“I’ll do it.” There was no hesitation or doubt. Even the small apprehension caused by timidity of the unknown wasn’t severe enough to stop the response. The fear for missing the chance was more severe… Standing on the lightless 4th floor of Waverly Hill Sanatorium, having gone through the better part of a two hour tour, heard stories of the innumerable ghosts that legend says still haunt its halls and seen photographic and physical evidence to corroborate several of these stories, when the tour guide asked “I need a volunteer to walk to the end of the hall alone, who will do it?” “I’ll do it” was my response almost before he could finish the statement.
Waverly Hills Sanatorium was once the gold standard in tuberculosis treatment and research in the world. I won’t provide the history of it, numerous sites are available for that, but over the years since the closure in 1981 of the home for the elderly which inherited the building Waverly Hills has been the subject of ghost stories and legends and now has a reputation of being one of the most haunted places in America.
I’ve had an interest in Waverly Hills since I first saw a documentary about it in 2006. The documentary itself was full of some horror movie cheesiness (and was produced by the makers of a B-rated horror movie Death Tunnel) but it also contained footage of the old hospital, a good deal of history, and interviews with former staff and patients. It was also intriguing. There is something inherently frightening about hospital settings, massive structures, you know people have met unfortunate ends there, and dark corridors with numerous rooms.
A friend organized an opportunity to go and my RevPub co-author and fellow ghost enthusiast and her son joined the group and we all ventured to just south west of Louisville, Kentucky to go on the paranormal tour.
The tour itself was excellent. We had a great tour guide who provided levity when needed and gave actual history of the grounds and facilities along with the tales of the supernatural. But it was the 4th Floor “Shadow People” that made the tour for me.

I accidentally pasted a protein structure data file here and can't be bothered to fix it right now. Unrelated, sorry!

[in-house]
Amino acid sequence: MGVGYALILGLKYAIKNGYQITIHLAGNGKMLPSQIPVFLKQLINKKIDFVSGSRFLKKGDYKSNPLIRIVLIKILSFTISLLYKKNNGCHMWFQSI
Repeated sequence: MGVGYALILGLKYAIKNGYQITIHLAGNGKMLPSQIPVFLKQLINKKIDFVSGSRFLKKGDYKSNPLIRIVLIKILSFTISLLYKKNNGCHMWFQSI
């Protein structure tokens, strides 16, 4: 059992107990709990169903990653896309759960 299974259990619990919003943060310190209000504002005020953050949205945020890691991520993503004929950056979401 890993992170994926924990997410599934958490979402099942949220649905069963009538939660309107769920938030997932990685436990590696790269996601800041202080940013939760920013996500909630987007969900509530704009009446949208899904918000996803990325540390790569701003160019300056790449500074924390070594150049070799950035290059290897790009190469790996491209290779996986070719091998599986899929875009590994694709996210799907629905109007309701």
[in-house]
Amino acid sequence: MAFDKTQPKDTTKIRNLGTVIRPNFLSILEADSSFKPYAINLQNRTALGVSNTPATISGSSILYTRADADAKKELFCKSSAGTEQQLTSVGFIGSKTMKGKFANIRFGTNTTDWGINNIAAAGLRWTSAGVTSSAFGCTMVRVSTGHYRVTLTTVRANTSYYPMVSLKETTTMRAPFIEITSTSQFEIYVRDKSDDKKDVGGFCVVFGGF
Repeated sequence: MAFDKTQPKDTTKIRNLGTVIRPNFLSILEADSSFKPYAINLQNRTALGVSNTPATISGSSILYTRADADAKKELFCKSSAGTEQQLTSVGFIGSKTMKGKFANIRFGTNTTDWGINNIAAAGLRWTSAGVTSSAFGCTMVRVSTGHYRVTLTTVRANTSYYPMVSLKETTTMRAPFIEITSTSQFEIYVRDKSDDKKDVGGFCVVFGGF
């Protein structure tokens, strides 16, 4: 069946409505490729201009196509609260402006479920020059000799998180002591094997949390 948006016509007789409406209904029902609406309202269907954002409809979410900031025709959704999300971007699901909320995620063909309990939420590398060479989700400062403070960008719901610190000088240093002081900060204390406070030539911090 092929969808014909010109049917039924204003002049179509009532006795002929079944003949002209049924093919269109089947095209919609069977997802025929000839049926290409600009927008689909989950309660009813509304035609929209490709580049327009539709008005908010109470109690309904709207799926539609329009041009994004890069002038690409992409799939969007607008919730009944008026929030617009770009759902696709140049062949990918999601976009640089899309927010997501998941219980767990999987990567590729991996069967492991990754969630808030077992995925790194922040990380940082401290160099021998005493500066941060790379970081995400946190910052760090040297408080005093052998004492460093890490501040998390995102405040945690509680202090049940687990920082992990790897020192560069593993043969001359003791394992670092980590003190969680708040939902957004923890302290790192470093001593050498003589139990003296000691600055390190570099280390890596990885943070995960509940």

You stand at the end of the dark corridor, first as a group (there were about 20 of us) and watch the floors, light coming in from the glass-less windows shines through the doors of the vacant patient rooms. By paying attention you can see shadows moving…almost like patients pacing in their rooms. When the guide asked if someone would walk the corridor, past the numerous rooms, and stop in the dark shadows I couldn’t pass it up.
I won’t lie, it was unnerving. The entire time in Waverly Hills I was freezing. I never once felt threatened or afraid, but there was always an awkward feeling like something…off. Almost like a painting slightly out of proportion…you realize something isn’t normal but you can’t quite place what it is. Walking the hallway was a mixture of adrenaline and what I can only describe as “pressure.” Not a heavy weight on you…just an environmental pressure like the space itself is closing in around you. I’m not easily scared, but the whole experience was so unnerving that if the tour guide had asked me to walk to the wing of the hallway, by dozens more empty rooms and out of sight of the rest of the group, I would’ve hesitated to do it…
I couldn’t see what was happening behind me, but I was told the shadows in the doors definitely peaked when someone passed (there’s nothing quite as heart-stopping as having your back to several supposedly haunted rooms and hearing the tour group softly gasp…) and that during my walk back I seemed like I was swallowed in the blackness.
It was an incredible experience that will take some time to fully digest. I’m definitely glad I did it and plan to go back for the full-on paranormal investigation.
To schedule your own tour or investigation visit their site here!
2 thoughts on “Off the Top of My Head #10: A Walk with the Shadow People”
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I just did this exact thing last night at waverly. I can agree that everything the author said is true. Walking down the 4th floor corridor alone was an experience i won’t soon forget. The words ‘harder to breathe’ never meant more to me than they did last night. My dad went with me too and the body chute about killed me, not from fright but from endurance. He felt something touch his head down at the bottom of the chute as well.